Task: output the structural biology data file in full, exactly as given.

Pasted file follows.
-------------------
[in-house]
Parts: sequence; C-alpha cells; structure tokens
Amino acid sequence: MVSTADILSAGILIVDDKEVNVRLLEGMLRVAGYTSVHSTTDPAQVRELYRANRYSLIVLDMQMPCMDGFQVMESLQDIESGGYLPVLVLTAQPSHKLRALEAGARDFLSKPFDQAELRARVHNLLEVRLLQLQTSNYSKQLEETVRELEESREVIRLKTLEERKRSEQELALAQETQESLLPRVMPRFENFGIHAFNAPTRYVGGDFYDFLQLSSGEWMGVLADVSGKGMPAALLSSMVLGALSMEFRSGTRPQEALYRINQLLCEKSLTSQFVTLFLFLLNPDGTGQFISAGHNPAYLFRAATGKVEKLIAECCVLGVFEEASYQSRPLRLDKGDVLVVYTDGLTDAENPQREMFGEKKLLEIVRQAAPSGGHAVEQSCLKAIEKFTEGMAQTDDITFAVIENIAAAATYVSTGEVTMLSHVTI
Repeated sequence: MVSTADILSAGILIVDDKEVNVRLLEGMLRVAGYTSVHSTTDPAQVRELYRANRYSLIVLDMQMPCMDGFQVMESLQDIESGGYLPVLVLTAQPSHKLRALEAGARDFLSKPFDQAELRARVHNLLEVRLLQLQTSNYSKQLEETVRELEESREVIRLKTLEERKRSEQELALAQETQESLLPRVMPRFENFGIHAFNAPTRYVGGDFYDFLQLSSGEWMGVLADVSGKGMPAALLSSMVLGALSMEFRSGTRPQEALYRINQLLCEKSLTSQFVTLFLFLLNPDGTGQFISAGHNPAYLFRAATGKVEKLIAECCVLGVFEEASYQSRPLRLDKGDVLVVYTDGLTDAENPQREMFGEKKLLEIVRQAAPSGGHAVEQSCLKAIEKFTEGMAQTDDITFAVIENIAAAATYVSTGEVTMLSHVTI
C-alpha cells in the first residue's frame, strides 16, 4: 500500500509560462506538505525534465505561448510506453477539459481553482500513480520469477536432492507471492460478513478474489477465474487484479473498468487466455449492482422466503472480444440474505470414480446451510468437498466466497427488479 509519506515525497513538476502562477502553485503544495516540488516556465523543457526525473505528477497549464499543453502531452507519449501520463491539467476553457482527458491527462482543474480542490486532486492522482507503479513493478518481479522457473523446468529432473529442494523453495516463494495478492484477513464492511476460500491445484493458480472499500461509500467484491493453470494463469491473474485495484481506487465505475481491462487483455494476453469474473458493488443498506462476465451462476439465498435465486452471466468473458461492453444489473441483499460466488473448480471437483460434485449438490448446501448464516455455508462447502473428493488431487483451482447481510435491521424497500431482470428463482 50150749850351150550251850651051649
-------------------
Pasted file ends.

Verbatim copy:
[in-house]
Parts: sequence; C-alpha cells; structure tokens
Amino acid sequence: MVSTADILSAGILIVDDKEVNVRLLEGMLRVAGYTSVHSTTDPAQVRELYRANRYSLIVLDMQMPCMDGFQVMESLQDIESGGYLPVLVLTAQPSHKLRALEAGARDFLSKPFDQAELRARVHNLLEVRLLQLQTSNYSKQLEETVRELEESREVIRLKTLEERKRSEQELALAQETQESLLPRVMPRFENFGIHAFNAPTRYVGGDFYDFLQLSSGEWMGVLADVSGKGMPAALLSSMVLGALSMEFRSGTRPQEALYRINQLLCEKSLTSQFVTLFLFLLNPDGTGQFISAGHNPAYLFRAATGKVEKLIAECCVLGVFEEASYQSRPLRLDKGDVLVVYTDGLTDAENPQREMFGEKKLLEIVRQAAPSGGHAVEQSCLKAIEKFTEGMAQTDDITFAVIENIAAAATYVSTGEVTMLSHVTI
Repeated sequence: MVSTADILSAGILIVDDKEVNVRLLEGMLRVAGYTSVHSTTDPAQVRELYRANRYSLIVLDMQMPCMDGFQVMESLQDIESGGYLPVLVLTAQPSHKLRALEAGARDFLSKPFDQAELRARVHNLLEVRLLQLQTSNYSKQLEETVRELEESREVIRLKTLEERKRSEQELALAQETQESLLPRVMPRFENFGIHAFNAPTRYVGGDFYDFLQLSSGEWMGVLADVSGKGMPAALLSSMVLGALSMEFRSGTRPQEALYRINQLLCEKSLTSQFVTLFLFLLNPDGTGQFISAGHNPAYLFRAATGKVEKLIAECCVLGVFEEASYQSRPLRLDKGDVLVVYTDGLTDAENPQREMFGEKKLLEIVRQAAPSGGHAVEQSCLKAIEKFTEGMAQTDDITFAVIENIAAAATYVSTGEVTMLSHVTI
C-alpha cells in the first residue's frame, strides 16, 4: 500500500509560462506538505525534465505561448510506453477539459481553482500513480520469477536432492507471492460478513478474489477465474487484479473498468487466455449492482422466503472480444440474505470414480446451510468437498466466497427488479 509519506515525497513538476502562477502553485503544495516540488516556465523543457526525473505528477497549464499543453502531452507519449501520463491539467476553457482527458491527462482543474480542490486532486492522482507503479513493478518481479522457473523446468529432473529442494523453495516463494495478492484477513464492511476460500491445484493458480472499500461509500467484491493453470494463469491473474485495484481506487465505475481491462487483455494476453469474473458493488443498506462476465451462476439465498435465486452471466468473458461492453444489473441483499460466488473448480471437483460434485449438490448446501448464516455455508462447502473428493488431487483451482447481510435491521424497500431482470428463482 50150749850351150550251850651051649